The latest on real estate recordings and new technology from the Middlesex North Registry of Deeds in Lowell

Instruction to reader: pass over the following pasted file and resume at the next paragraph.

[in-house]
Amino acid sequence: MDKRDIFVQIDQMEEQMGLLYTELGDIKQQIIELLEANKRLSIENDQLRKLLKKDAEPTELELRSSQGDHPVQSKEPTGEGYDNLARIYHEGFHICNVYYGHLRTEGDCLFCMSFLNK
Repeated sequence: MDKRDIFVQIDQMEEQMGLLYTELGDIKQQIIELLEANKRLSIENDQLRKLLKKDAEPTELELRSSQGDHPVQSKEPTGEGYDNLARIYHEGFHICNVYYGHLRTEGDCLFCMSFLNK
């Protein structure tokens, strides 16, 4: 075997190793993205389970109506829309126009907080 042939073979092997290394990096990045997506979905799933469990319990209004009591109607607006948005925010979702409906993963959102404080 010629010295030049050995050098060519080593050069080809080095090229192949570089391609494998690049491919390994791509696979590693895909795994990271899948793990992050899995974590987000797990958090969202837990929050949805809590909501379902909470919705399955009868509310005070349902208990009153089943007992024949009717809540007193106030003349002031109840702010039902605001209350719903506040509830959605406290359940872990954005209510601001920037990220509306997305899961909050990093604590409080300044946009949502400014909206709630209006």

Last week we discovered that six of our older record books that sat on the top shelves in the lower record hall annex had been damaged. Here’s what we think happened: That weekend, a cleaning crew was in the building stripping the floors of old wax and doing a thorough (and till now, quite rare) cleaning. While they were working in our Customer Service Office, we believe that some quantity of liquid, a mixture of floor stripping chemicals, water, old wax and dirt, poured through a hole that had been drilled in the 12 inch thick floor to allow for the passage of computer cabling. Underneath this hole were the soon to be damaged books. A few days later, a customer reported to us that some of our books were “stuck together.” We inspected and found that the liquid material had cascaded down and soaked the upper edges of the books at varying depths. The affected portions of the pages are stained a coffee color, although most of the text is still readable. Now, the pages have started to crinkle, opening up odd-sized spaces between the pages. We have good, legible computer images of the pages of these books (as well as microfilm of the same quality), so no information was lost. But what to do with the books? Fortunately, just down the road in Andover is one of the foremost document recovery facilities in the world, the Northeast Document Conservation Center. Today I visited there with one of our damaged books for a prognosis, a tour, and a discussion of the future of book-bound information. I’ll share that story when I write next on Thursday.
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